Sea Harvest sunken vessel: What we know so far about the 11 missing seamen and why the search was called off

The Minister of Forestry, Fisheries and the Environment Barbara Creecy addresses the media. Department spokesperson Peter Mbelengwa is also pictured. Picture: Supplied

The Minister of Forestry, Fisheries and the Environment Barbara Creecy addresses the media. Department spokesperson Peter Mbelengwa is also pictured. Picture: Supplied

Published May 23, 2024


The Minister of Forestry, Fisheries and the Environment Barbara Creecy said they have not had a disaster of this magnitude in recent years, referring to the 11 seamen presumed drowned after their boat sank off Hout Bay on May 17.

Addressing the media on Wednesday at Sea Harvest’s offices at Table Bay Harbour, Creecy said she would share the little that is known about the accident, where Sea Harvest’s FV Lepanto sank within minutes.

“Essentially what we know is already in the public domain; that there were three vessels fishing together roughly 30 nautical miles off Hout Bay, one of the vessels encountered distress and the sister vessel issued the mayday call.

“The vessel that was in distress sank very quickly, there were nine crew rescued. Eleven crew are still missing, presumed to be deceased.”

Creecy said following this, an extensive search and rescue operation that took place from the time of the sinking of the vessel which was approximately at 3.30pm on May 17, 2024, until late on Sunday, May 19, 2024 when the search was formally called off.

Creecy said the search and rescue operations were conducted by the National Sea Rescue Institute (NSRI) and by the official rescue bodies, not something conducted by Sea Harvest itself.

She said the two sister vessels and other vessels were immediately involved in searching which involved about 200 crew.

Creecy said in this kind of situation, a proper investigation would be conducted.

She said SA Maritime Safety Authority (Samsa) is in charge and will take oral evidence from the survivors.

She said the history and maintenance of the vessel will form part of the investigation.

The survivors

Creecy said she did meet four of the survivors, including the only officer who survived and the crew member who was responsible for deploying the rescue craft that saved the nine.

“Survivors are still in a state of shock and obviously they themselves are meeting to support each other,” she said.

Creecy said they have been offered counselling.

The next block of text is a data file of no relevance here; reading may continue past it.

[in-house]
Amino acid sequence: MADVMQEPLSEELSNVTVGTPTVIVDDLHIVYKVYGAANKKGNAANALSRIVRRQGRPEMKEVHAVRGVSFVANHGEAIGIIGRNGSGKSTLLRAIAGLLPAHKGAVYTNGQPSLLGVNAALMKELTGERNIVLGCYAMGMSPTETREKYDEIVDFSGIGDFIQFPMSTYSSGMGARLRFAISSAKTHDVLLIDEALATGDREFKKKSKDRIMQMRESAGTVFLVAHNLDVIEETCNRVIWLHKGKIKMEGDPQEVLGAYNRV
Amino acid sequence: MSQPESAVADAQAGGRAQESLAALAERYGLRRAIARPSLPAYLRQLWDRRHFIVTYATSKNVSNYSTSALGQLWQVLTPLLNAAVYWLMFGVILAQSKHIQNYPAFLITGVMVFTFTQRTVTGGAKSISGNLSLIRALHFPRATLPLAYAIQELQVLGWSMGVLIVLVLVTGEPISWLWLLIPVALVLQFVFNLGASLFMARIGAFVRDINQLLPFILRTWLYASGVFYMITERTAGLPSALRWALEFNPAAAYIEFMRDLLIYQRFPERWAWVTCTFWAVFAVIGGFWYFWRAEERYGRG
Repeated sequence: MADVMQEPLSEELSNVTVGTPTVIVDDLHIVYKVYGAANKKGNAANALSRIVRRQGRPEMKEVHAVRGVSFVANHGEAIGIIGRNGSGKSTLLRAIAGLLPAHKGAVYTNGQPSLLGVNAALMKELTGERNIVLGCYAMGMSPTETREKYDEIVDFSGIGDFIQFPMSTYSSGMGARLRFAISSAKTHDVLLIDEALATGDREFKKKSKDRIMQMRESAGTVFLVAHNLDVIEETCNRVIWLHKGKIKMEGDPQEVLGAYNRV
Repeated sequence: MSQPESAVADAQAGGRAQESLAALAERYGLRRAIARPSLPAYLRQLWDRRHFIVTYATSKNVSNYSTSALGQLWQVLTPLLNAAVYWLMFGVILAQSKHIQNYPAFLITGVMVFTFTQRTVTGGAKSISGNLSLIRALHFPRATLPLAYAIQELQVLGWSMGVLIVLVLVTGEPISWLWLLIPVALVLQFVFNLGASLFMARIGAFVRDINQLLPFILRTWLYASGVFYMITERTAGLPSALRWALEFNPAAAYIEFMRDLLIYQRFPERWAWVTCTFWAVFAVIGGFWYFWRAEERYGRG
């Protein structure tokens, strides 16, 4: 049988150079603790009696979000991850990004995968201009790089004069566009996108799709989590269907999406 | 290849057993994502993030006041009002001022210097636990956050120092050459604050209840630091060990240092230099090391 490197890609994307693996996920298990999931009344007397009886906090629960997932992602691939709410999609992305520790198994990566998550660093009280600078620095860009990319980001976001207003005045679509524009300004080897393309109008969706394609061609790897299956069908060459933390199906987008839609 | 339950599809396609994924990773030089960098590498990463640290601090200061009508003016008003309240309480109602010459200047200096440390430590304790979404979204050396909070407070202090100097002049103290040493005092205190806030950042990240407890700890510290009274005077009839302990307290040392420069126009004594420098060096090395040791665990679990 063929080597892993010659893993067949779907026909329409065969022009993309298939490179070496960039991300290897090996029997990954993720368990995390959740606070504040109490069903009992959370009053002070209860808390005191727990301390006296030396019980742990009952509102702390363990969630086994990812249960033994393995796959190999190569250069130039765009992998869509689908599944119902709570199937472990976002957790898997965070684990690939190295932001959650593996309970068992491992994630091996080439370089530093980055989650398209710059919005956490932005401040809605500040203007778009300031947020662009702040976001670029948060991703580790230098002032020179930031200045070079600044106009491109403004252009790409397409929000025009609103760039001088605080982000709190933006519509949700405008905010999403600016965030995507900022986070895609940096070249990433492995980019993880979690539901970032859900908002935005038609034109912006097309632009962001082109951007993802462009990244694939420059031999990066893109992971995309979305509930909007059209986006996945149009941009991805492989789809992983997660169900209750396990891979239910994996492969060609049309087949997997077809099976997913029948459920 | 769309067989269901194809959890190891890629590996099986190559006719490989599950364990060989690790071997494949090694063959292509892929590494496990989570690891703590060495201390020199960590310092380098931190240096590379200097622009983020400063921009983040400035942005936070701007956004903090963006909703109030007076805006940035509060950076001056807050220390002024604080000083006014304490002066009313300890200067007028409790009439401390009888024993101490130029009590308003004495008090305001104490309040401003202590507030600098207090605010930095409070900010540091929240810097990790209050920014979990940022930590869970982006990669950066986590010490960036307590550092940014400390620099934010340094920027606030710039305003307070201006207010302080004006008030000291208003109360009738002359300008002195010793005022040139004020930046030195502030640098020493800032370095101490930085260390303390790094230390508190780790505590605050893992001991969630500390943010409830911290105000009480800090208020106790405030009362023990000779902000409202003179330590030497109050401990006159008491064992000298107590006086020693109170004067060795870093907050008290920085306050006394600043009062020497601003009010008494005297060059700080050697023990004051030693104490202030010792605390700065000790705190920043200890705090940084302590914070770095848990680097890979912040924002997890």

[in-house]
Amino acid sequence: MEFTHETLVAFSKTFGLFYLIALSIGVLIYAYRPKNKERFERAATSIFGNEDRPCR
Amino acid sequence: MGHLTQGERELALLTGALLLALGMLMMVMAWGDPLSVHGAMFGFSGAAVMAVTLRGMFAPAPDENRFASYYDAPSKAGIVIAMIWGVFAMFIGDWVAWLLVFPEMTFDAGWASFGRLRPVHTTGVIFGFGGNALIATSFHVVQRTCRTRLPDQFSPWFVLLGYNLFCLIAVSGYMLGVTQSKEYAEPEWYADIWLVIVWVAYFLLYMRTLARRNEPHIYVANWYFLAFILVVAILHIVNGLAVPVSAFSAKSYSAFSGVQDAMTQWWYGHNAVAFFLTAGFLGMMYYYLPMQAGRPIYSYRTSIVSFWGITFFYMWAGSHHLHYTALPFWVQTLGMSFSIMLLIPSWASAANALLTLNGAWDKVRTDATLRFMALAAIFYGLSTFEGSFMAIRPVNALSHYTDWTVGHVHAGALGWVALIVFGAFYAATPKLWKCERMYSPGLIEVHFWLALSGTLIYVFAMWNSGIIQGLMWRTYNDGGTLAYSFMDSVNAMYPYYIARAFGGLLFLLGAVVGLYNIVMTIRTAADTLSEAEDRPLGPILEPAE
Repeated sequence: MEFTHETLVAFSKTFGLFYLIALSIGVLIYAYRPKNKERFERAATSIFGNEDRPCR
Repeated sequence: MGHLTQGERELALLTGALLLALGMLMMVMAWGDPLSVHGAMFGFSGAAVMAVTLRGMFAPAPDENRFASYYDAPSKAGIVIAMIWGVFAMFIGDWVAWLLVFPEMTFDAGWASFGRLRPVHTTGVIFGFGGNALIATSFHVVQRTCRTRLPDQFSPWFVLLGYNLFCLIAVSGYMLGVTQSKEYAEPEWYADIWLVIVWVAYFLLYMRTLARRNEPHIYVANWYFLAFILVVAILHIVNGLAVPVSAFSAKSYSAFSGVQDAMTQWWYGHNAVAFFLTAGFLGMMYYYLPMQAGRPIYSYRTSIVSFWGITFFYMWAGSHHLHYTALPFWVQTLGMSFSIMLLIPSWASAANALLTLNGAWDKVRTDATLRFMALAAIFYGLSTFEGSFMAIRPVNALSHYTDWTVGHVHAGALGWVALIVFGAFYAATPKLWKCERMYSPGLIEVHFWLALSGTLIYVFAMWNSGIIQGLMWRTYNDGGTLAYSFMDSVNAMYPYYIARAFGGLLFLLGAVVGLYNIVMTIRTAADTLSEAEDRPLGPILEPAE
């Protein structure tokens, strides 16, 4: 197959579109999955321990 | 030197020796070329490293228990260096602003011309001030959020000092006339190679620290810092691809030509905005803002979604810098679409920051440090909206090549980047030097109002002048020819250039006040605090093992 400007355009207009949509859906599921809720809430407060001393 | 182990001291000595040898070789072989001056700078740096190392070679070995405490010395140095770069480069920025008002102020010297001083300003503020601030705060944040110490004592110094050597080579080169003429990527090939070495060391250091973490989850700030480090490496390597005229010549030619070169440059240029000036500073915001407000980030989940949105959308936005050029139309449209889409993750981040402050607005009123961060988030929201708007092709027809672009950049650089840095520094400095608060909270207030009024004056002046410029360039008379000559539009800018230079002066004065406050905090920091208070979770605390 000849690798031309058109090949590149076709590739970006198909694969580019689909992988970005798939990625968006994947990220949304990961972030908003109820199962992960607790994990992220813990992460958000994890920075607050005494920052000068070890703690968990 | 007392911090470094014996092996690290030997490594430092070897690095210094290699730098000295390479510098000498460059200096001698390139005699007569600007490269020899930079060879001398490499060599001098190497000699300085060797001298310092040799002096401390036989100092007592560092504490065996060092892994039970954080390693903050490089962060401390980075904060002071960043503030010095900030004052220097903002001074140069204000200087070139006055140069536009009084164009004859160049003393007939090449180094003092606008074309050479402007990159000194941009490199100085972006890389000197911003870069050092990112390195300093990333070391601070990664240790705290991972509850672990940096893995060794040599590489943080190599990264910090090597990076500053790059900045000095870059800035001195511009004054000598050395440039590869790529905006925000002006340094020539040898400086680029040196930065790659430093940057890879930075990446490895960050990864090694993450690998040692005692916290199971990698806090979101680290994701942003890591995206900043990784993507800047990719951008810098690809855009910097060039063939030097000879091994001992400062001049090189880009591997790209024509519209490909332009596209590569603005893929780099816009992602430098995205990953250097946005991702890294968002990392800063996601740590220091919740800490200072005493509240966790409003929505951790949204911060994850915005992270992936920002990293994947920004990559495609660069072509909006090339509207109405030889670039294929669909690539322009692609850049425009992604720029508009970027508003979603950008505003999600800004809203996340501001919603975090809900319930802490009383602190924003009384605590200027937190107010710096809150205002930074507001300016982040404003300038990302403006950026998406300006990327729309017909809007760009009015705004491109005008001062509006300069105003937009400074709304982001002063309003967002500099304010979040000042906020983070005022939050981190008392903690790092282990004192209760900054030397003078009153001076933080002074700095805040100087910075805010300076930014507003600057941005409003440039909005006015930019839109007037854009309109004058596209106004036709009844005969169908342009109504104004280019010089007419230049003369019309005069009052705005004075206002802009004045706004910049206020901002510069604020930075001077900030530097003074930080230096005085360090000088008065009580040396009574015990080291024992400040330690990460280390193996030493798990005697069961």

“I then met with some of the families of the seamen that are missing, not all.

“For the families, the situation is very painful and very raw.

“To be facing a situation of loss is terrible, but to be facing a situation of loss where there is no confirmation of a deceased, in terms of a body. It’s an enormously difficult situation.

“Families shared with me their feelings of despair, the difficulty they had in explaining what has happened, to their children, and just the pain they are feeling.”

What happens next?

Sea Harvest is going to be getting a hall where all family members can meet together, Creecy said.

“There have been meetings where families have been briefed in separate groups.

“But on Friday, Samsa will explain the search and rescue and terms and conditions and Sea Harvest will share what is known to all the families.”

In terms of compensation, Creecy said all crewmen were formally employed.

“They were covered by insurance and also by provident fund, but there are also mechanisms that families are adequately provided for.

She said Sea Harvest is taking legal advice on the issue of the status of presumed missing to a permanent determination, and “how that process can be most appropriately handled in the interest of the families”.

“They will get a salary on 25th and an advance made. Further processes will be guided by legal processes.”

Why the search was called off?

Creecy said it is only possible to sent a diver down about 80-100 metres to physically retrieve the bodies; at 350 metres, it was not possible to send a diver in at that depth.

“That is the difficult logistical situation that exists at the moment.”

When asked if there was anything wrong with the vessel, Creecy said she doesn’t know at this stage and that this would form part of the investigation.

A tragedy

Having being minister of fisheries for five years, Creecy said they have dealt with sea incidents, “but we haven’t had a major disaster of this nature.”

“When there is major loss like this, indeed, in retrospect one can say that there is a better way one could have been handled.”


Creecy said it was normal or natural when you face a loss of this nature, you will have many questions and even if you have the technical answer, you want to understand but why.

“To deal with a bereavement in a situation where you may have to accept that the last resting place of your loved one is at sea, is a particularly difficult form of bereavement to come to terms with.

“It was a very emotional experience talking to these families.

“The sadness, the despair it was very painful.”

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